20 Nov Assumptions: The Art of Maybe Yes, Maybe No
Last month my neighbor, Stephen, called me and asked, “Have you talked to the landlord yet?”
Stephen and I live in a mirror-image duplex near downtown Austin; I have the left side, he has the right, and we share one long wall between us and a fabulous landlord.
Our landlord apparently wanted to talk to both of us at the same time. In person.
My mind went into automatic assumption mode. Why would the landlord want to meet with both of us? He must be selling the property. Or maybe we did something he is unhappy with. Or perhaps he … Stephen and I talked for a bit about the possibilities, and agreed we would both call the landlord to get more information.
When we got of the phone the first thing I did was take a breathe and tell myself it was time to let go of making assumptions. The truth is I would not know anything at all until I talked to my landlord. All of the trying to figure things out, guessing and wondering was going to get me nowhere.
In my imagination I pressed the “hold” button on my mind’s desire to understand. I knew a likely outcome was that we were going to be asked to move, since our landlord had never asked to see us both together. I refrained from assuming what that would mean, since in fact I still didn’t have all the information.
Whenever I am in a situation where it looks like a “bad” thing is going to happen, I help myself stay in the present by remembering an ancient Chinese parable about a farmer, his horse, and his son.
Briefly, the story goes like this:
A farmer had a mare he used to plow his fields. One day the mare ran away. Neighbors said, “oh no, this is terrible!” and the farmer replied, “Maybe yes, maybe no.” The next week the mare returned with a stallion. “Oh, this is wonderful!” his neighbors said. His reply, “Maybe yes, maybe no.” As his son was riding the stallion one day he fell off and broke his arm. “Oh, no, what a tragedy!” his neighbors cried. The farmers calm reply: “Maybe yes, maybe no.” The army came through the village and conscripted all the young men, except for the farmer’s son who had a broken arm. “Oh, you are so lucky!” the neighbors said. And the farmer said…. you got it, “Maybe yes, maybe no.”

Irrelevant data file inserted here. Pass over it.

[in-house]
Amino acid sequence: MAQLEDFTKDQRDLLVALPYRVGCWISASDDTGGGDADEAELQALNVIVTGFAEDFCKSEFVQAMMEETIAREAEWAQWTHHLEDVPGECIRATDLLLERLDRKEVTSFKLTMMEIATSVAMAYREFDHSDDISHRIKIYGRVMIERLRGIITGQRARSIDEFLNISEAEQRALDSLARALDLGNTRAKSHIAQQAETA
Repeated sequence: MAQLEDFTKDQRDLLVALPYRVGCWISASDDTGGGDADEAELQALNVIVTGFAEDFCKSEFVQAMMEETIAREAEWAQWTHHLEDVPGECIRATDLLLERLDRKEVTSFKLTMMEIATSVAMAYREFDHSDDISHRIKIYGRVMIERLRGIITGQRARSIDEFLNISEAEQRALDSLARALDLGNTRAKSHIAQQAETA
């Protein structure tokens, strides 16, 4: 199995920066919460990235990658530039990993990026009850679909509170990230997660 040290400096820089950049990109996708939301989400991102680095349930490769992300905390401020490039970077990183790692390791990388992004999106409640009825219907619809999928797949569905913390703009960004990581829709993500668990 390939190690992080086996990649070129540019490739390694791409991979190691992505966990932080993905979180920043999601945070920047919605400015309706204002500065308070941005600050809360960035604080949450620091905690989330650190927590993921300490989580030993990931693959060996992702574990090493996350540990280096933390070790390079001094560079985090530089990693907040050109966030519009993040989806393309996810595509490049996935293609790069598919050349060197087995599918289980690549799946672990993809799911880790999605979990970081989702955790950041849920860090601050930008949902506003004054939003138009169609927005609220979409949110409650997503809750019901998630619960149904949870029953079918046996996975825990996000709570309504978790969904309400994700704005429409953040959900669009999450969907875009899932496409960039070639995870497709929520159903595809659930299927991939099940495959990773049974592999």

That is the art of making no assumptions in action. Even saying something is good or something is bad is an assumption, because we do not know the big picture. By not making an assumption about what the outcome will be, we can let go of seeing events as tragedies or victories. The result is we show up fully in the moment, instead of living our lives in what ifs or worrying about worst-case scenarios.
Feel the difference between the following two scenarios.
The first example:
My friend was promoted to a two-year special project at work. Celebrate! At the end of the project, which went perfectly, she and her entire team was laid off as the company downsized. Tragedy! She received a huge compensation package. Celebrate! She’s having a hard time finding a job and time is running out. Tragedy!
And now try this:
My friend was promoted to a two-year special project at work. No assumptions. At the end of the project, which went perfectly, she and her entire team was laid off as the company downsized. No assumptions. She received a huge compensation package. No assumptions. She’s having a hard time finding a job and time is running out. No assumptions.
Can you feel how the first scenario my friend is on a roller coaster of emotions, fears, and joy and the second scenario my friend is grounded and present with how life is unfolding?
The assumptions of what the “good” and “bad” thing are going to mean to us takes a tremendous amount of energy and often leads to worry and stress. While it is wonderful to celebrate when “good” things happen, we want to be mindful to not make fixed assumptions.
So in my case… My landlord has to raise the rent due to a property tax increase. No assumptions. He gave us 3 months until the rent raise takes affect. No assumptions. I felt into what was best for me (without assuming…) and realized it is the perfect time to move out. A couple of days ago I finished moving into a friend’s house for a couple of months while I do a lot of traveling. No assumptions. I’ll find a new place in Austin later in the year. No assumptions.
While I have a plan, by not making assumptions and holding the attitude of maybe yes, maybe no, I’ve been able to stay fluid and creative and have fun in my move. And when my disaster mind pops up, I can pet it’s little furry head and say, “It is going to be okay, sweetie! Maybe yes, maybe no….”
Take this week let go of labeling things as good or bad. Create a saying for yourself: “maybe yes, maybe no”, or “no assumptions,” or “stay present!” Anything that works for you whenever your mind wants to yell, “This is a tragedy! Here are all the terrible things that might happen!” or when it crows, “This is a victory! Everything is going to be perfect now!” Stay in this moment, and be willing to be curious at what life will bring next. This way you an choose to enjoy every moment.
Heather Ash’s apprenticeship with don Miguel Ruiz, author of The Four Agreements, began in 1994, and she now teaches with the Ruiz family. She is the author of The Toltec Path of Transformation and founder of Toci, The Toltec Center of Creative Intent. www.toci.org